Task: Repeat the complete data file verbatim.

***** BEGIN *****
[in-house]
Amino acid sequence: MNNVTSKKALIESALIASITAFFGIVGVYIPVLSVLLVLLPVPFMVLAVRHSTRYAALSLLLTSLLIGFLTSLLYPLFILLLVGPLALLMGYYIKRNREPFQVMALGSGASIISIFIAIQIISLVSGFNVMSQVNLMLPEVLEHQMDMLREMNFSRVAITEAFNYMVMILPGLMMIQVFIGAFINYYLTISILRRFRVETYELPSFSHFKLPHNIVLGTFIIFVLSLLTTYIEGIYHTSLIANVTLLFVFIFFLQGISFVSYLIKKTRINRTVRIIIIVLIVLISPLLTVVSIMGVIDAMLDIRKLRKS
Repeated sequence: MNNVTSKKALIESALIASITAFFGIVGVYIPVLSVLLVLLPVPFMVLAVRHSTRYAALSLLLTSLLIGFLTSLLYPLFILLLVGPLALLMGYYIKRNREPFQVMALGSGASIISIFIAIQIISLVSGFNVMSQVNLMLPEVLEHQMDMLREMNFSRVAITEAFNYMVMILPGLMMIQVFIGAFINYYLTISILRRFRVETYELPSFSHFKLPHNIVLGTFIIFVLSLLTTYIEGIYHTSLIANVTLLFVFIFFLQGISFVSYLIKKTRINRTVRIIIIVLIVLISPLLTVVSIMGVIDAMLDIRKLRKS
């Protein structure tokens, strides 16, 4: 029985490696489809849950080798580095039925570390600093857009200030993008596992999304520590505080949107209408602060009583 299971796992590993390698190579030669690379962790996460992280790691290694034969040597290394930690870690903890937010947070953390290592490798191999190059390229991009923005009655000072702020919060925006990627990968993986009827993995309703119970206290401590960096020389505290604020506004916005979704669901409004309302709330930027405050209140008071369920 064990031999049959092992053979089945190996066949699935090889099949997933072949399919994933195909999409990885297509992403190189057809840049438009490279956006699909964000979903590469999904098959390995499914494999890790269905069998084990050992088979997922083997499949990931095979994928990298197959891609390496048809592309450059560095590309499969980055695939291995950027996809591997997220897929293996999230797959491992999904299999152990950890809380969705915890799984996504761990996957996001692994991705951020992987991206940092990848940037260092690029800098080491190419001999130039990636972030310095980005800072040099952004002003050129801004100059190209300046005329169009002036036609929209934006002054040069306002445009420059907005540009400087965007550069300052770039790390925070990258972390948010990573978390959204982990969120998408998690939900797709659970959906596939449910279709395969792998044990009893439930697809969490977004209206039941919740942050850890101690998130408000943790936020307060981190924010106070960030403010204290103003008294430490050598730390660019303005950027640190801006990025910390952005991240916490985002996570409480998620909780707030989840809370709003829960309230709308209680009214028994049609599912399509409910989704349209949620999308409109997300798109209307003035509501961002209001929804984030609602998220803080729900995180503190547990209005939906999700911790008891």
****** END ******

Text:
[in-house]
Amino acid sequence: MNNVTSKKALIESALIASITAFFGIVGVYIPVLSVLLVLLPVPFMVLAVRHSTRYAALSLLLTSLLIGFLTSLLYPLFILLLVGPLALLMGYYIKRNREPFQVMALGSGASIISIFIAIQIISLVSGFNVMSQVNLMLPEVLEHQMDMLREMNFSRVAITEAFNYMVMILPGLMMIQVFIGAFINYYLTISILRRFRVETYELPSFSHFKLPHNIVLGTFIIFVLSLLTTYIEGIYHTSLIANVTLLFVFIFFLQGISFVSYLIKKTRINRTVRIIIIVLIVLISPLLTVVSIMGVIDAMLDIRKLRKS
Repeated sequence: MNNVTSKKALIESALIASITAFFGIVGVYIPVLSVLLVLLPVPFMVLAVRHSTRYAALSLLLTSLLIGFLTSLLYPLFILLLVGPLALLMGYYIKRNREPFQVMALGSGASIISIFIAIQIISLVSGFNVMSQVNLMLPEVLEHQMDMLREMNFSRVAITEAFNYMVMILPGLMMIQVFIGAFINYYLTISILRRFRVETYELPSFSHFKLPHNIVLGTFIIFVLSLLTTYIEGIYHTSLIANVTLLFVFIFFLQGISFVSYLIKKTRINRTVRIIIIVLIVLISPLLTVVSIMGVIDAMLDIRKLRKS
């Protein structure tokens, strides 16, 4: 029985490696489809849950080798580095039925570390600093857009200030993008596992999304520590505080949107209408602060009583 299971796992590993390698190579030669690379962790996460992280790691290694034969040597290394930690870690903890937010947070953390290592490798191999190059390229991009923005009655000072702020919060925006990627990968993986009827993995309703119970206290401590960096020389505290604020506004916005979704669901409004309302709330930027405050209140008071369920 064990031999049959092992053979089945190996066949699935090889099949997933072949399919994933195909999409990885297509992403190189057809840049438009490279956006699909964000979903590469999904098959390995499914494999890790269905069998084990050992088979997922083997499949990931095979994928990298197959891609390496048809592309450059560095590309499969980055695939291995950027996809591997997220897929293996999230797959491992999904299999152990950890809380969705915890799984996504761990996957996001692994991705951020992987991206940092990848940037260092690029800098080491190419001999130039990636972030310095980005800072040099952004002003050129801004100059190209300046005329169009002036036609929209934006002054040069306002445009420059907005540009400087965007550069300052770039790390925070990258972390948010990573978390959204982990969120998408998690939900797709659970959906596939449910279709395969792998044990009893439930697809969490977004209206039941919740942050850890101690998130408000943790936020307060981190924010106070960030403010204290103003008294430490050598730390660019303005950027640190801006990025910390952005991240916490985002996570409480998620909780707030989840809370709003829960309230709308209680009214028994049609599912399509409910989704349209949620999308409109997300798109209307003035509501961002209001929804984030609602998220803080729900995180503190547990209005939906999700911790008891």